I recently entered a competition a bit like the Apprentice, much to my family’s horror. They were worried I would be torn to shreds and it would not be a positive experience. As it turned out, I didn’t get through to the next round of the competition, which was being run by the BBC.
I was disappointed the evening I found out – I won’t pretend otherwise, but I woke up the next morning, feeling remarkably comfortable and very cheery.
My response troubled me! I should have felt gutted….really disappointed….I had put many weeks work into the process, built up my hopes and sacrificed not an insignificant amount of money. I had pretended I didn’t really care, but I really did, so I was puzzled why did I feel so OK the next day.
I’ve had a couple of weeks to mull it over and I think it comes down to the fact, that for most people, disappointment is an emotion we find easier to deal with, than success. Yes we are very fond of disappointment, its like a comfortable pair of shoes.
I had supreme skills for dealing with disappointment. I had a well used script that has had constant use over the years, which goes “well it’s probably for the best…I tried my best didn’t I…I didn’t really expect to succeed…I’m just a housewife from Thornbury (yes that old chestnut)”
As children and young adults we learn very effectively to deal with disappointment. Our parents and others, try and protect us by saying things like “don’t get your hopes up” (Flashback to 1978 and my letter to Jim’ll Fix It which never got a reply). We also tend to look our parents and family and learn from their own disappointments and lack of fulfillment. We model disappointment.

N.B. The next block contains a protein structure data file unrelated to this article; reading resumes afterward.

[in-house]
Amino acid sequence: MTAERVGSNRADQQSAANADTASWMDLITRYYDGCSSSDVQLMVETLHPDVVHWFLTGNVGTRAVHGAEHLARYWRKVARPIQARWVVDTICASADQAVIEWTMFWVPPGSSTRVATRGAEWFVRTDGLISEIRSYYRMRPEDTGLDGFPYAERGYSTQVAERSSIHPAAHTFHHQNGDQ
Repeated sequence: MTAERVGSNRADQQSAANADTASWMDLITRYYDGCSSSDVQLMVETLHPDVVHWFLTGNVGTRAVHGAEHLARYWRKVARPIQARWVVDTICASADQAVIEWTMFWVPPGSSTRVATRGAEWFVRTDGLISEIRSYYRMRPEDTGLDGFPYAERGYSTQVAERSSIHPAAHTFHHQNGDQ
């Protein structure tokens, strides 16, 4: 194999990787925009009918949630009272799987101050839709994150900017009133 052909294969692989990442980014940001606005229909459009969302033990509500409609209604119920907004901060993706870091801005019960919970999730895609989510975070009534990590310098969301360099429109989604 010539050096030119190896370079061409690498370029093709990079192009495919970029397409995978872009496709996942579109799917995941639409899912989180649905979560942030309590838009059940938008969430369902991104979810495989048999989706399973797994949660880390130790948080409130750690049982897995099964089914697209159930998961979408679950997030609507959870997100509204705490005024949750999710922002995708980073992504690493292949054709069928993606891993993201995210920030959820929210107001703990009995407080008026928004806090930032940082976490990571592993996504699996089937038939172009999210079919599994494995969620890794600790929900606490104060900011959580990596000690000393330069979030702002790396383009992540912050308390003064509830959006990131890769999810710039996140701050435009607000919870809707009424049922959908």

We get to learn how to be and feel disappointed very very well but we don’t learn how to be comfortable with success.
Fear of success is often greater than the fear of failure…we have got the failure script sorted, but don’t have such well rehearsed scripts for success. Telling people we have done well, won something, got a great pay rise or created something we want to sing, about doesn’t trip of the tongue very easily. We don’t want to brag or feel we will upset someone. Success often feels uncomfortable in our bodies as well…and our bodies are more in charge of our actions than we would like to think!
So I was prepped for disappointment in this particular case. I tried hard, gave it my best and failed. It meant that I could move on really easily , which is healthy and useful in other ways…but this is only half the story……next time I’ll tell you why we must must must learn to be more comfortable with success!
(of course although I was disappointed, I have seen lots of positives since!)